NEW YORK (Reuters) - New York Mayor Bill de Blasio won his job in a landslide last November, but is finding out that staying so popular is not easy.
On Thursday, he was labeled "an ass" on the cover of one city tabloid after being skewered in another as behaving like Marie Antoinette and accused on television of being a socialist.
"It does seem to me that de Blasio has gotten a much shorter honeymoon than previous mayors," said Jerry Skurnik, a veteran political consultant.
De Blasio, who won office with 73 percent of the vote in the city's biggest mayoral electoral win in decades, came under fire this week with his plans to take a vacation in Italy despite the threat of a Long Island Rail Road strike.
That prompted a headline in the New York Post that read: "Let Them Ride Gondolas."
The strike was averted on Thursday.
The Democratic mayor's media woes arguably can be traced back to the night before his Jan. 1 formal inauguration when he shut most of the media out of his swearing-in ceremony and raised the hackles of the city press corps.
The liberal mayor was blasted by the New York Post in January over whether snowplows were ignoring the rich on Manhattan's Upper East side.
By mid-February, after the mayor's decision to keep schools open in a heavy snowstorm and his controversial call to police over the arrest of a friend, the New York Times declared his honeymoon was over.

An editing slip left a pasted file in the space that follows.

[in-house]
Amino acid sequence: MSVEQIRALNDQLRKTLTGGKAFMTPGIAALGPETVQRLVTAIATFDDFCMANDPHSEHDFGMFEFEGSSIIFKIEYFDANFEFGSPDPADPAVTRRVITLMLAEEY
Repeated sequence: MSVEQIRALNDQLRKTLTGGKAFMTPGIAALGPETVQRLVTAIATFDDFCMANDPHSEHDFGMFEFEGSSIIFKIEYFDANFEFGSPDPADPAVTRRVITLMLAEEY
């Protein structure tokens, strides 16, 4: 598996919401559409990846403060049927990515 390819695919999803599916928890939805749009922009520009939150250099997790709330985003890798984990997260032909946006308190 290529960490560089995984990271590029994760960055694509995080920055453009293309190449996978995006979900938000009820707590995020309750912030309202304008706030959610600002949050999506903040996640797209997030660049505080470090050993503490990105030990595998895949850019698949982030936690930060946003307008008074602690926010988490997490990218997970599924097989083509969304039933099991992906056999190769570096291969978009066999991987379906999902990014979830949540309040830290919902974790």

"The honeymoon will always run out on a newly elected New York City mayor," the Times wrote. "But after just six weeks in office, Bill de Blasio has discovered that wintry weather and a hint of impropriety can hinder the careful plans of a young administration quicker than most."
On "The Colbert Report," a satirical cable television show, host Stephen Colbert accused him in an interview on Wednesday of taking the city back to the 1980s and "the bad days of the squeegee men and the rampant crime and the leg warmers."
"The leg warmers weren't so bad," De Blasio replied, seemingly taking it in stride.
Blazing "You're an Ass, Mr. Mayor" on its front page on Thursday, the Daily News accused him of ignoring petitions to preserve the carriage horse industry in Central Park.
The mayor's office did not immediately respond to a request for comment.
De Blasio has it worse than his predecessors thanks to tenacious and incessant social media, said Lee Miringoff, director of the Marist Institute for Public Opinion.
"It's all gotten much harder to control your message," he said, "with social media and ... what politicians like to think is a 'gotcha' mentality."
"Coverage has gotten more quick and dirty," Miringoff said.
Editing by Peter Cooney